WASHINGTON – Homeland Security and Governmental Affairs Ranking Member Joe Lieberman, D-Conn., Thursday criticized FEMA’s decisions, announced this week, to terminate payment for evacuees living in hotels and motels as of December 1, and to terminate leases for many in apartments, before seeking to ensure they will have other accommodations,. Lieberman said the policy “could leave many Katrina victims homeless.”
Lieberman urged top government officials to employ a “flexible” approach to solving the housing problems of hundreds of thousands of Gulf Coast evacuees now facing new deadlines for finding their own shelter.
In a letter to Homeland Security Secretary Michael Chertoff and Acting FEMA Director David Paulison, Lieberman said recent FEMA actions had “sown confusion, created fear, and increased stress” for thousands of displaced people and he urged FEMA and the Department of Homeland Security to reconsider its recent decisions.
“The unprecedented nature of this natural disaster requires that FEMA do everything possible to act with humaneness, effectiveness, and fairness to provide decent transitional living conditions for the hundreds of thousands of hurricane victims,” Lieberman wrote. “Unfortunately, FEMA’s current approach to housing does not appear to meet that test.”
Following is Lieberman’s letter:
November 18, 2005
The Honorable Michael Chertoff
Department of Homeland Security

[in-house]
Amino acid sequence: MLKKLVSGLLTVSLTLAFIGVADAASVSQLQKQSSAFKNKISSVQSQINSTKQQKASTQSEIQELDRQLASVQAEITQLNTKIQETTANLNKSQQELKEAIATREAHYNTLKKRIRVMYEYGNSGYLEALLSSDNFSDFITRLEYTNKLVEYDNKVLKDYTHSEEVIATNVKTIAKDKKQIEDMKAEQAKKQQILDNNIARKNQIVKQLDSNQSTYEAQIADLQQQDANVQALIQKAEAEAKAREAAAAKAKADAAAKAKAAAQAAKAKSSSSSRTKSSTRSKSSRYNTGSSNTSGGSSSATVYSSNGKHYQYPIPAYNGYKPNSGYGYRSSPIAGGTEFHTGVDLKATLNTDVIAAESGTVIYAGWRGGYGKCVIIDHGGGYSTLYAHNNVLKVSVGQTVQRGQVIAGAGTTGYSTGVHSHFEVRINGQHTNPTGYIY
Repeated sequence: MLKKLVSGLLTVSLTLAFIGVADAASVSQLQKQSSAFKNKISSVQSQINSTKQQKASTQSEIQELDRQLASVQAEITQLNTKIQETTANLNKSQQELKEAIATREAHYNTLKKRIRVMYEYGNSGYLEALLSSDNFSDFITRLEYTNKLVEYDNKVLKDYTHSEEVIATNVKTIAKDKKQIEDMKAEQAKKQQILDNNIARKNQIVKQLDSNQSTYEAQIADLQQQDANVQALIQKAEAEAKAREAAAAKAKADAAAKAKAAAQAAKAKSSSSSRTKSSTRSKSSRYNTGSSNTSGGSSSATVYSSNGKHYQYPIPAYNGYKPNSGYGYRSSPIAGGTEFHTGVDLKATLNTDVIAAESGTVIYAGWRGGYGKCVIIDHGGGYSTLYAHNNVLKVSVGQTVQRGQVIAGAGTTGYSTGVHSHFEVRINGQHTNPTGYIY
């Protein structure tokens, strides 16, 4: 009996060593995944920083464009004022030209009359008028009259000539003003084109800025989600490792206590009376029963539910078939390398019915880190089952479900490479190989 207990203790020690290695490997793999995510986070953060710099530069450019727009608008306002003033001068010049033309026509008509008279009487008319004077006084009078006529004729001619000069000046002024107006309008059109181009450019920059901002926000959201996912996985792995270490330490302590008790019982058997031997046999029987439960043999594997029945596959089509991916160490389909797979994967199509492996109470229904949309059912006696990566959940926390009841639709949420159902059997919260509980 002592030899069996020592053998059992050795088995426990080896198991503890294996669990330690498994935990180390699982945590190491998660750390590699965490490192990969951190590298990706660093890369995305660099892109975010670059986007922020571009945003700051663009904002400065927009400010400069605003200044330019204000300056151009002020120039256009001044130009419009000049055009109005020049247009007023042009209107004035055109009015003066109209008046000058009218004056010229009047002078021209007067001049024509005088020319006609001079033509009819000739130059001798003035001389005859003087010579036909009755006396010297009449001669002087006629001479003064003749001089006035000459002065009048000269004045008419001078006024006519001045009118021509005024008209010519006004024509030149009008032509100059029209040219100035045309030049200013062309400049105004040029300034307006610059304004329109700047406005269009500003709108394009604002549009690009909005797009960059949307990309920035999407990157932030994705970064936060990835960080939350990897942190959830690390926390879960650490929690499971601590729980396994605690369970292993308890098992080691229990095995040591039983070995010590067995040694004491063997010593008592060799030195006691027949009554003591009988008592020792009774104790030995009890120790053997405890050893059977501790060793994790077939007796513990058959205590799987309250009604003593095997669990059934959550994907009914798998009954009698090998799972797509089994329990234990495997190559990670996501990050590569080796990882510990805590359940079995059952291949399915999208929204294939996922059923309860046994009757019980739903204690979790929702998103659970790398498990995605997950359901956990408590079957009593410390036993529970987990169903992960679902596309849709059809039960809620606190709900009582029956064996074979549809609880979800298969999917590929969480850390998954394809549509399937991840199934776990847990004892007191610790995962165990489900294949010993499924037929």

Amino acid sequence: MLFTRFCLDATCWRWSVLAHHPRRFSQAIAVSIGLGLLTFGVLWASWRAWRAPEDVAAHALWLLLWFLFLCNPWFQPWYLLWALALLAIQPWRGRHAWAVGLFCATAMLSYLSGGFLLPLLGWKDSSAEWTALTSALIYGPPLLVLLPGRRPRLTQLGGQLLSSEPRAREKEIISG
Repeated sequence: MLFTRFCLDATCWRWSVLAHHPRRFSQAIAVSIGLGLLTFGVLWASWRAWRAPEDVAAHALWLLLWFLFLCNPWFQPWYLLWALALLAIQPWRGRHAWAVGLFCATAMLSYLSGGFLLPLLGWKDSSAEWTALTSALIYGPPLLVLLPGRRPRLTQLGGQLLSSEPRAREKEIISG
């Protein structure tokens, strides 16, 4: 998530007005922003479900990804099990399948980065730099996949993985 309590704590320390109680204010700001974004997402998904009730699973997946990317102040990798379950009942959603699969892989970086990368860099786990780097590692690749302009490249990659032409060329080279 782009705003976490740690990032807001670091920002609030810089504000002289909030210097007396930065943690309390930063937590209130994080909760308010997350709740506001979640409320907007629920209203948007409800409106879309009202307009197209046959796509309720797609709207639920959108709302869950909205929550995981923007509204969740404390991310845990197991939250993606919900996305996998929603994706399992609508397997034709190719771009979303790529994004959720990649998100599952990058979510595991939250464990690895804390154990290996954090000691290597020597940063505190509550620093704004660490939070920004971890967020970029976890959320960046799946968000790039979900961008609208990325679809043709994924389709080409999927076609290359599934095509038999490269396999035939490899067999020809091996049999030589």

Washington, DC 20528
The Honorable R. David Paulison
Federal Emergency Management Agency
500 C. St. S.W.
Washington, D.C. 20472
Dear Secretary Chertoff & Chief Paulison:
As you know, since being evacuated from their homes and communities, hundreds of thousands of Hurricane Katrina survivors have faced a series of challenges in stabilizing and rebuilding their lives. While I know FEMA is working hard to assist families to meet many of their needs, recent actions by FEMA regarding existing housing programs have sown confusion, created fear, and increased stress for thousands of evacuees who are relying on FEMA for support. I urge you to reconsider these decisions.
In particular, FEMA’s decision to terminate support for evacuees still living in hotels and motels, as well as leases for many in apartments, before seeking to ensure they will have other accommodations could leave many Katrina victims homeless. The same is true of FEMA’s refusal to implement a more flexible policy for some evacuees using the Transitional Assistance Housing Program who may lose assistance because FEMA failed to inform them, in a timely manner, of important conditions in the program.
On November 15, 2005, FEMA announced that as of December 1, it will terminate the short-term housing program for evacuees currently housed in hotels and motels. In that same announcement, FEMA noted that it is executing “an aggressive plan” to help the 150,000 evacuees currently living in 53,000 hotel and motel rooms find other long-term housing solutions. However, FEMA acknowledges that it will not be able to reach each individual to ensure that he or she successfully resettles into a new home. This “aggressive plan” apparently consists largely of posting flyers outlining this new policy and urging evacuees to call the FEMA 1-800 number for help. These actions are far from adequate and appear to show little understanding of the dire situation many of these families face. Furthermore, two weeks in many instances is not enough time for evacuees to both find an apartment and sign a new lease. I urge you to develop a comprehensive housing counseling program conducted by trained professionals to assist every evacuee successfully move from short-term to long-term housing and to readjust your December 1 deadline to ensure time for this program to be implemented.